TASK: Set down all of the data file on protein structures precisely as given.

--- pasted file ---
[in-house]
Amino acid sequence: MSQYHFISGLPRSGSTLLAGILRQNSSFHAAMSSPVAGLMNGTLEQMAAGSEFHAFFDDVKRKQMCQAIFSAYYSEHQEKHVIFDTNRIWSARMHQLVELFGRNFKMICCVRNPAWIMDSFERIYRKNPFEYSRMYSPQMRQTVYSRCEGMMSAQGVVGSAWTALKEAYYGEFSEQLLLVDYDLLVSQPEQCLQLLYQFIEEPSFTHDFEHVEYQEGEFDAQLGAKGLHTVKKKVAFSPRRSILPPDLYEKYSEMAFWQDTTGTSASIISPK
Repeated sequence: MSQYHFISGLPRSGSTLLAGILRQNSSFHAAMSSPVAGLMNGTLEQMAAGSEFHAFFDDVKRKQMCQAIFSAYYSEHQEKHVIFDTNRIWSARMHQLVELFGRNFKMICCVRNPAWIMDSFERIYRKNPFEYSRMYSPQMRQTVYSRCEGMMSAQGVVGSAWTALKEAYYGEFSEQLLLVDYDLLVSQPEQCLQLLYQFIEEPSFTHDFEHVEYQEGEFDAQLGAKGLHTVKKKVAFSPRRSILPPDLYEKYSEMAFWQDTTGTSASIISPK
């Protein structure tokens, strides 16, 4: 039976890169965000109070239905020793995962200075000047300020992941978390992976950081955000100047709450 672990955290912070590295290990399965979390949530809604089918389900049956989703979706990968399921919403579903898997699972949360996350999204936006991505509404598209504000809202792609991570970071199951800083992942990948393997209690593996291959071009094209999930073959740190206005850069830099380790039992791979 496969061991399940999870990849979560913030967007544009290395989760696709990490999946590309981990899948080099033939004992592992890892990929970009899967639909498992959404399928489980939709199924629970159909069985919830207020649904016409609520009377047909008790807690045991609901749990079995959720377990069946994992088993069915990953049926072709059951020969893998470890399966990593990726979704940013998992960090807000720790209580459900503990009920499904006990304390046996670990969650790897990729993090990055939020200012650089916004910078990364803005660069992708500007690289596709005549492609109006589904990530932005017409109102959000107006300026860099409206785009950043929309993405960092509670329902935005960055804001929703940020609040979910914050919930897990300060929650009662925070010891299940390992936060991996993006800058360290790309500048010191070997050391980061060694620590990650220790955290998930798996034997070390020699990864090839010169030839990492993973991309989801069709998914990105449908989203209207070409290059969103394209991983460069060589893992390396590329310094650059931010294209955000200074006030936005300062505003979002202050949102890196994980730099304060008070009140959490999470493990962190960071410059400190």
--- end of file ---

[in-house]
Amino acid sequence: MSQYHFISGLPRSGSTLLAGILRQNSSFHAAMSSPVAGLMNGTLEQMAAGSEFHAFFDDVKRKQMCQAIFSAYYSEHQEKHVIFDTNRIWSARMHQLVELFGRNFKMICCVRNPAWIMDSFERIYRKNPFEYSRMYSPQMRQTVYSRCEGMMSAQGVVGSAWTALKEAYYGEFSEQLLLVDYDLLVSQPEQCLQLLYQFIEEPSFTHDFEHVEYQEGEFDAQLGAKGLHTVKKKVAFSPRRSILPPDLYEKYSEMAFWQDTTGTSASIISPK
Repeated sequence: MSQYHFISGLPRSGSTLLAGILRQNSSFHAAMSSPVAGLMNGTLEQMAAGSEFHAFFDDVKRKQMCQAIFSAYYSEHQEKHVIFDTNRIWSARMHQLVELFGRNFKMICCVRNPAWIMDSFERIYRKNPFEYSRMYSPQMRQTVYSRCEGMMSAQGVVGSAWTALKEAYYGEFSEQLLLVDYDLLVSQPEQCLQLLYQFIEEPSFTHDFEHVEYQEGEFDAQLGAKGLHTVKKKVAFSPRRSILPPDLYEKYSEMAFWQDTTGTSASIISPK
């Protein structure tokens, strides 16, 4: 039976890169965000109070239905020793995962200075000047300020992941978390992976950081955000100047709450 672990955290912070590295290990399965979390949530809604089918389900049956989703979706990968399921919403579903898997699972949360996350999204936006991505509404598209504000809202792609991570970071199951800083992942990948393997209690593996291959071009094209999930073959740190206005850069830099380790039992791979 496969061991399940999870990849979560913030967007544009290395989760696709990490999946590309981990899948080099033939004992592992890892990929970009899967639909498992959404399928489980939709199924629970159909069985919830207020649904016409609520009377047909008790807690045991609901749990079995959720377990069946994992088993069915990953049926072709059951020969893998470890399966990593990726979704940013998992960090807000720790209580459900503990009920499904006990304390046996670990969650790897990729993090990055939020200012650089916004910078990364803005660069992708500007690289596709005549492609109006589904990530932005017409109102959000107006300026860099409206785009950043929309993405960092509670329902935005960055804001929703940020609040979910914050919930897990300060929650009662925070010891299940390992936060991996993006800058360290790309500048010191070997050391980061060694620590990650220790955290998930798996034997070390020699990864090839010169030839990492993973991309989801069709998914990105449908989203209207070409290059969103394209991983460069060589893992390396590329310094650059931010294209955000200074006030936005300062505003979002202050949102890196994980730099304060008070009140959490999470493990962190960071410059400190």